It has been quite a year, hasn’t it? You may be one of the millions of Americans who have found themselves working from home. Before the pandemic hit, 20% of our workforce worked from their homes, but that number has increased to 71%. Clearly, many people enjoy not having to commute or smell fish from their coworkers’ microwaved leftovers, because 54% of those people would like to continue to work from home even when the pandemic is over.

If you are one of those who are working from home, you may have noticed some stiffness or soreness in your neck, shoulders, or back after your hours on the laptop.

There are several reasons for this:

Problem: You may be tempted to work from your couch or bed.

Hey, why not? You’re in your pajamas anyway, right? Actually, this is not a good idea. Slouching can cause you to overwork the muscles in your neck and back. If you are constantly looking down at your screen, it can cause “tech neck” (or — if you are on your phone — “text neck”).”

If you are looking straight ahead, your head weighs only ten pounds but its weight nearly doubles for every extra inch you tilt it forward. According to a study by the NIH (National Institutes of Health), increased stresses on the cervical spine can lead to cervical degeneration along with other developmental, medical, psychological, and social complications.

Solution:

Watch your posture! It is worth investing in an ergonomic chair (one that is designed for efficiency and comfort in the working environment). The ideal chair should provide lumbar support and should be deep enough from front to back that you can touch the back of the chair while leaving 2-3 inches between the back of your knees and the seat. The height and armrests should be adjustable, and the chair should swivel.

Problem: Even if you are working at a desk, it may not be configured correctly.

When you worked away from home, an office manager was probably responsible for buying desks, computers, and chairs. More than likely, the measurements and proportions were planned intentionally. Workplace ergonomics protects the health of the workers (and increases the company’s bottom line, since healthy workers without pain are more efficient). If you never intended to work from home until this year, and thought last March that the situation was only going to last for a couple of weeks, you may still be writing those quarterly reports or slogging through those zoom calls at the dining room table, or at your sixth grader’s desk.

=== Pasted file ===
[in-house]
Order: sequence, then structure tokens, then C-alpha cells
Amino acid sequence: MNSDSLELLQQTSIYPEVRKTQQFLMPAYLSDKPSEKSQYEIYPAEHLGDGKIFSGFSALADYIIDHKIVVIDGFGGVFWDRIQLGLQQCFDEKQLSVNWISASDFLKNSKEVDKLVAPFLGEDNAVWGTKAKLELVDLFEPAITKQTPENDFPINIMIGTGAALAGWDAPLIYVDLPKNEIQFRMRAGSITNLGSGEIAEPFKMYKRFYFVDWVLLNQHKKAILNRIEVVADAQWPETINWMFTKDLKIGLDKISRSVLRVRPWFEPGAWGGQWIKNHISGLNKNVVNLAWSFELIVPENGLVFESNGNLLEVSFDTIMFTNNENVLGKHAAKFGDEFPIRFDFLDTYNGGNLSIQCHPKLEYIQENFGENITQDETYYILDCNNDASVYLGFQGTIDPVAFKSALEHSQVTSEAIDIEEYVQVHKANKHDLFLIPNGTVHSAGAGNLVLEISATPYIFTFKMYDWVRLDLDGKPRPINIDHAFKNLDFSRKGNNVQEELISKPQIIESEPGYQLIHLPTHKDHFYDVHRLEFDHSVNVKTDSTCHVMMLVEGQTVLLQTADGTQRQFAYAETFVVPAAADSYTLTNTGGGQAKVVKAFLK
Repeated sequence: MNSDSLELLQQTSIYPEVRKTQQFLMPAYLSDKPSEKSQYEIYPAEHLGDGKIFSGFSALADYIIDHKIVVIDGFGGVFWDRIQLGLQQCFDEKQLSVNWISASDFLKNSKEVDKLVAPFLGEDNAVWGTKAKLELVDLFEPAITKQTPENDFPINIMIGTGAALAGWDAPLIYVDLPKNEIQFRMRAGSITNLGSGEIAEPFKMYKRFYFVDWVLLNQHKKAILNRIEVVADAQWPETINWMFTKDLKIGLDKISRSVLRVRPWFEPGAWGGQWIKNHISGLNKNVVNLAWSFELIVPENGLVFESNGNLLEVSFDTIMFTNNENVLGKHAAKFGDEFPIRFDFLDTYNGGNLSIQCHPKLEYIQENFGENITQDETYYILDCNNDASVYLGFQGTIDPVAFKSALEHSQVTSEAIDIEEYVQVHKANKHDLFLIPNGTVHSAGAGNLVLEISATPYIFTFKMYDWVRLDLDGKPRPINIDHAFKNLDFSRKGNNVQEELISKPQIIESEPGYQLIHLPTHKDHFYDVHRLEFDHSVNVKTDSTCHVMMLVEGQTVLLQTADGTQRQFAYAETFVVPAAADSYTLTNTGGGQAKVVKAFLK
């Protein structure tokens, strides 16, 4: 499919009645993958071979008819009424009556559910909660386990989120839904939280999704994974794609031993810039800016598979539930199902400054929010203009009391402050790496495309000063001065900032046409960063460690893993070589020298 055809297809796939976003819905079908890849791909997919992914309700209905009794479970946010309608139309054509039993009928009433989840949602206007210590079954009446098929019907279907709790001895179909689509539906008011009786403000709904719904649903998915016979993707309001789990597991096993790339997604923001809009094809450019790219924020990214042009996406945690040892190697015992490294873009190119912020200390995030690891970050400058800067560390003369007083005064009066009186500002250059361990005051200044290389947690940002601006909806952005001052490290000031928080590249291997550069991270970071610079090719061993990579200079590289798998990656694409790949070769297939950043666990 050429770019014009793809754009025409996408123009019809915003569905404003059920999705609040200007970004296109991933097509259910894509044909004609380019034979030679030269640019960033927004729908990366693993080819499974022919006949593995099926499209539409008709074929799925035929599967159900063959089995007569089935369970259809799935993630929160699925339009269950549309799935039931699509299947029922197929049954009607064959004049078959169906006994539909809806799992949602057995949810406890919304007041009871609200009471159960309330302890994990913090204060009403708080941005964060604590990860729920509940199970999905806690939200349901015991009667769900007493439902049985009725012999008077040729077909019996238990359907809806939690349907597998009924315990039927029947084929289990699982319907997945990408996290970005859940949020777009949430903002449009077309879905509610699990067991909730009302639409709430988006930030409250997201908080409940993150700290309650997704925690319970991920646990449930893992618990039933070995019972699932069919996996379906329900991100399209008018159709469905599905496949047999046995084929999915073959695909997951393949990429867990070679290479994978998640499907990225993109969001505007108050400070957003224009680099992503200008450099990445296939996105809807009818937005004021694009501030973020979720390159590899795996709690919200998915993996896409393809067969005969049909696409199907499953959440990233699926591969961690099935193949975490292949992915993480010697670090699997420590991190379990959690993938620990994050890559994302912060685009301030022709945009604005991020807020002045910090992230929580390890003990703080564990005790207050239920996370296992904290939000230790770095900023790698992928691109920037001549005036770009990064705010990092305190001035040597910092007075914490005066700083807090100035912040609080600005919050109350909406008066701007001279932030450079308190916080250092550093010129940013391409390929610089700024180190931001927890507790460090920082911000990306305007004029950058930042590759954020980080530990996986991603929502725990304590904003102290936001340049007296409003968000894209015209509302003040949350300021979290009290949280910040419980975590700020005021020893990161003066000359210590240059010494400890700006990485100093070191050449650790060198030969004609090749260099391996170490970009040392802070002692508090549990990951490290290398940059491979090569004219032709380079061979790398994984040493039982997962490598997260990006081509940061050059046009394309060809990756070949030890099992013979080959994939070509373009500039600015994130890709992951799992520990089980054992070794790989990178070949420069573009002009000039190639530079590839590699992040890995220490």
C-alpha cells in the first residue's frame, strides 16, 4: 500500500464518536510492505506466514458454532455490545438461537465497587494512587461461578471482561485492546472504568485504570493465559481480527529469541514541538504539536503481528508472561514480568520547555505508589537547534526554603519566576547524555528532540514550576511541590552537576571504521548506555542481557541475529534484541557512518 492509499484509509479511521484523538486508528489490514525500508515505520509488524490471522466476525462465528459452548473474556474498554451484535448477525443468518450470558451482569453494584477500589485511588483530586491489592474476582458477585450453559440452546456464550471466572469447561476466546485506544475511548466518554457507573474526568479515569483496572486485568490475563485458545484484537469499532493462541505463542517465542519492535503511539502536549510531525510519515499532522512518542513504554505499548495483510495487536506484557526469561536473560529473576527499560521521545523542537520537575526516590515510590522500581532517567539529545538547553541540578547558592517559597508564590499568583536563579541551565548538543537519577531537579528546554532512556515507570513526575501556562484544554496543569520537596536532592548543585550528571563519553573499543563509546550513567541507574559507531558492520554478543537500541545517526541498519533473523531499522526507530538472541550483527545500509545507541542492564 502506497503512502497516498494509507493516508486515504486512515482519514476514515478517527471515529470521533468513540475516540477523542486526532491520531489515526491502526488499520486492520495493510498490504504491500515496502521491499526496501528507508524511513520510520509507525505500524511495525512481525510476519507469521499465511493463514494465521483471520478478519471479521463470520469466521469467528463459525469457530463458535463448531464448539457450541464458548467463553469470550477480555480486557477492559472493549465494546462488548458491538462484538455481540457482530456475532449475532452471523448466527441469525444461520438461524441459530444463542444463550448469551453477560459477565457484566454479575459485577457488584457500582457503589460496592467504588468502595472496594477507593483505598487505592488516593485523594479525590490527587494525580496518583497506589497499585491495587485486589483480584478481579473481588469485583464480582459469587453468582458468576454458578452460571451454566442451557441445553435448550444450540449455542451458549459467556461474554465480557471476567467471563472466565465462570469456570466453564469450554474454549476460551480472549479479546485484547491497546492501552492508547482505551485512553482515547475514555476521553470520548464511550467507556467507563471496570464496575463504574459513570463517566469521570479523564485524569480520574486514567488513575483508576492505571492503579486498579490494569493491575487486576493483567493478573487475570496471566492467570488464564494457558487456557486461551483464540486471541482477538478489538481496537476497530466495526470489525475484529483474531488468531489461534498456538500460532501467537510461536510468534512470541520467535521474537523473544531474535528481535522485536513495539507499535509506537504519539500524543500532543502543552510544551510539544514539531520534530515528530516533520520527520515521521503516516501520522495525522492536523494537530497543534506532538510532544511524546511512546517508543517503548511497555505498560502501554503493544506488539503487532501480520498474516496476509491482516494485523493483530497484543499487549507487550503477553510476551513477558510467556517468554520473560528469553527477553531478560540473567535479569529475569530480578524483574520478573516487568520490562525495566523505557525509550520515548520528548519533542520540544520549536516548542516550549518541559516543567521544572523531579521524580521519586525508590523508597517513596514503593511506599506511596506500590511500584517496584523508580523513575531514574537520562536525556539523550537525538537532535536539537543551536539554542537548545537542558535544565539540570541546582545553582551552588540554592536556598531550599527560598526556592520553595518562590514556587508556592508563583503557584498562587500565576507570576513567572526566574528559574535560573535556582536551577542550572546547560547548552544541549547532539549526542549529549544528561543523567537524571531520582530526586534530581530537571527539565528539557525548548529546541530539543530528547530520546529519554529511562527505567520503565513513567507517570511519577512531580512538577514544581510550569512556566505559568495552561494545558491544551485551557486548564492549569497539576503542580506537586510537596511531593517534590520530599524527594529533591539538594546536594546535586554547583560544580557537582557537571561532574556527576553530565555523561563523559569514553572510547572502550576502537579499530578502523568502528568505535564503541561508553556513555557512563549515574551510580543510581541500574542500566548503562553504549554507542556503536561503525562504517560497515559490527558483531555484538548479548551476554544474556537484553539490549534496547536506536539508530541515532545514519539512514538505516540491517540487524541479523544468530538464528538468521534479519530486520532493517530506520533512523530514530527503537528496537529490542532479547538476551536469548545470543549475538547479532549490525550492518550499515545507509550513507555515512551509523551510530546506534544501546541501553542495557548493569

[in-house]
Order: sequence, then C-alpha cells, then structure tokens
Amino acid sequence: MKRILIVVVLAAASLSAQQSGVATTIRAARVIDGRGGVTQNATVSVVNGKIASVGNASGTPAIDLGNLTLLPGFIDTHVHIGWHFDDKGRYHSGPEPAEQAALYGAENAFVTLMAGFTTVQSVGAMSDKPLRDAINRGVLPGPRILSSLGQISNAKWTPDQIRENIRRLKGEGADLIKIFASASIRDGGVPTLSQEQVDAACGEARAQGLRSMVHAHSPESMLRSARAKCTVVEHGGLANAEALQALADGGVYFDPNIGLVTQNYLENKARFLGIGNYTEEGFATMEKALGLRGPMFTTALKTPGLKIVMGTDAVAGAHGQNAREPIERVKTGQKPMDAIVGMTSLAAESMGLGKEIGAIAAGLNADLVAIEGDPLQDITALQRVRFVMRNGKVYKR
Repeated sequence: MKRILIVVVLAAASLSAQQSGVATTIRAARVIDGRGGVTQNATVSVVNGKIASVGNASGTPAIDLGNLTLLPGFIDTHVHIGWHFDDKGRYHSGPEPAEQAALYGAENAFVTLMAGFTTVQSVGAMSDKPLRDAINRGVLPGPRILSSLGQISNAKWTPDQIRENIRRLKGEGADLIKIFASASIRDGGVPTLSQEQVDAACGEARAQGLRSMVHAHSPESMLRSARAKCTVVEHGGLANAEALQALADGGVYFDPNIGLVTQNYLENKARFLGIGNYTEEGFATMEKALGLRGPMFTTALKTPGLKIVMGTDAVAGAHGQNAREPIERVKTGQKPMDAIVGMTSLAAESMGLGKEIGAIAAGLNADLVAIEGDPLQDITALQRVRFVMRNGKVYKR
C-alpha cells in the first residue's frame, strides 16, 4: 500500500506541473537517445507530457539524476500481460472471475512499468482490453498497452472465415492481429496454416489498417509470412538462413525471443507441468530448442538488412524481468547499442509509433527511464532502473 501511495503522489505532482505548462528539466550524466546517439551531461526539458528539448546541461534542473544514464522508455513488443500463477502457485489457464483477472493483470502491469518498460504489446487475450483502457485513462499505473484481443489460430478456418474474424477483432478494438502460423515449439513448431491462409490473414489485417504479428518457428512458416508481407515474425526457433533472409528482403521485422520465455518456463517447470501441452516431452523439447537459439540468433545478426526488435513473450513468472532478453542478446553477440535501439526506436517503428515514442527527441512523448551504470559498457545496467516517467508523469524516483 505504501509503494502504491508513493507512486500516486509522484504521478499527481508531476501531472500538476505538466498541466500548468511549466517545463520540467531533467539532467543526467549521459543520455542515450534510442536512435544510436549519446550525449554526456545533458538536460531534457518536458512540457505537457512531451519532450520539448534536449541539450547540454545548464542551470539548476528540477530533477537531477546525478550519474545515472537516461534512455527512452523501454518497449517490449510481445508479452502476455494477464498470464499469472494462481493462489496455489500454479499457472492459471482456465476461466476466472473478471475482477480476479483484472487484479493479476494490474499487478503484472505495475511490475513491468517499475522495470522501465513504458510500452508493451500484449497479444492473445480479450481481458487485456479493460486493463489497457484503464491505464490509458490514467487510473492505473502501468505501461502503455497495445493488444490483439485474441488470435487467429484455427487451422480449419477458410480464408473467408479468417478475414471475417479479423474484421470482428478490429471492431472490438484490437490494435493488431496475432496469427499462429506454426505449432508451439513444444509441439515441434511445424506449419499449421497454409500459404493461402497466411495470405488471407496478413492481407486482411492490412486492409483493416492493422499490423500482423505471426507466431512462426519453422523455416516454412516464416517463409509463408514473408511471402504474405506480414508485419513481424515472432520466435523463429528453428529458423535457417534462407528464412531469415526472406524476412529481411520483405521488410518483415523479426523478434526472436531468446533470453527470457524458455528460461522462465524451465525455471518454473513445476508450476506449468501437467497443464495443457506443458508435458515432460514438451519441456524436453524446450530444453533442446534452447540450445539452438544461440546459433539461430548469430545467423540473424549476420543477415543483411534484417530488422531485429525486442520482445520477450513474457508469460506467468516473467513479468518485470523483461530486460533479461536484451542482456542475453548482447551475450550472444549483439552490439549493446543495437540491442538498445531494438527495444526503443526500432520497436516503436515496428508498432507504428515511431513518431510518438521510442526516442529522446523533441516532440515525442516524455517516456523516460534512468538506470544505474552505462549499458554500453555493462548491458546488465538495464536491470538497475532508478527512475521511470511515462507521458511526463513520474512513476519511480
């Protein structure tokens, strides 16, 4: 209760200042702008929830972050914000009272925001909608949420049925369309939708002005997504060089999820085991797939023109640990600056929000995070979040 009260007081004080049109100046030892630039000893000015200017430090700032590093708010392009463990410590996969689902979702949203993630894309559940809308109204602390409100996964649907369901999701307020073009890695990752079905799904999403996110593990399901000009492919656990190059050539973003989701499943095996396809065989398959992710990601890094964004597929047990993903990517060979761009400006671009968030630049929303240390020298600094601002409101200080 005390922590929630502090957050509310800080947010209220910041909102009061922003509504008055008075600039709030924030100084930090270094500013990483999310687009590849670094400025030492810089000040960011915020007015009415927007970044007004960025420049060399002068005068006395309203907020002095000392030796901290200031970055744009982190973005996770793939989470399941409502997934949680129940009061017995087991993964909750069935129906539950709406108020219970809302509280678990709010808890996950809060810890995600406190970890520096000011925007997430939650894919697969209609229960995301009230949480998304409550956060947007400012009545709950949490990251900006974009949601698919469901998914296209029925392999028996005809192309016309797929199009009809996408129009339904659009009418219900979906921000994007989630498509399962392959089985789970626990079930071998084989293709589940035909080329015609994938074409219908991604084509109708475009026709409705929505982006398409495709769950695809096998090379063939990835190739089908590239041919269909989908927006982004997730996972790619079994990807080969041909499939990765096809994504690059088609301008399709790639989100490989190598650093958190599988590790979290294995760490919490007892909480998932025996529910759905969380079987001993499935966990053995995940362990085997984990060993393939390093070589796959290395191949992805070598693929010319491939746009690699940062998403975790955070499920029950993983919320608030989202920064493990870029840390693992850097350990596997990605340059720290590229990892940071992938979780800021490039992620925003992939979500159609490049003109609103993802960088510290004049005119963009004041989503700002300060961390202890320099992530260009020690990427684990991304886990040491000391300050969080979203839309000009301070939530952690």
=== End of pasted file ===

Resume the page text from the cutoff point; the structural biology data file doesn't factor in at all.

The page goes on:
Solution:

Reconfigure your workplace. Make sure that your monitor is directly in front of you, about an arm’s length away. You should not have to look up to see the screen. Adjust the desk’s height so that you look straight across or slightly down. When you type, your wrists should be straight, and your upper arms should be close to your body. Your hands should be at or slightly below the level of your elbows.

You may even wish to invest in a standing desk. In an NIH study, participants reported that the use of a standing desk reduced upper back and neck pain by 54%.

Problem: You may be sitting still for too long at one time.

At work, you could visit the water cooler or drop in on your coworker in the next office or cubicle, but at home, there is no real impetus to get up. It’s easy to get mired in long uninterrupted hours of concentration.

Solution:

Do it anyway! You should take stretch breaks throughout the day– every 20-25 minutes or so. As an athlete, you know how important it is to stretch before and after a workout. Taking stretch breaks can increase blood flow to your muscles, which reduces muscle soreness. It can also prevent your neck, shoulders, and upper back from tightening up.

Problem: You may be holding on to work stress.

If your office and your home are in the same place, how do you find the line of demarcation? In the old days, you may have decompressed on your drive from work. Nobody really loved sitting in traffic or on the metro to get home, but that traveling time did at least provide a chance to distance yourself from the office. When you are stressed, your breathing patterns change and cause strain and tension in your back. Stress can also cause your shoulders to hunch up and cause pain.

Solution:

Find a way to turn your work brain off when the workday is finished. If you used to rock out to oldies on the radio in your car, try making the switch by playing music at home. Maybe a stroll around the block while you listen to a podcast will clear your mind before dinner. Keep your shoulders down and breathe deeply — don’t hold onto that stress!

Going forward:

Maybe you are inspired to use the time you would have spent commuting to become active in a sport. If you are an athlete training to compete, recovering from an injury, or looking to get into cross-fit, the best way to prevent injury is to work with a physical therapist who can help you train safely and effectively.

Before choosing a physical therapist, understand where their specialties lie. True Sports Physical Therapy specializes in catering to the elite athlete but holds elite levels of experience and education in treating shoulder, hip, knee, neck, and back pain – both before and after surgery.  Call (410) 431-2153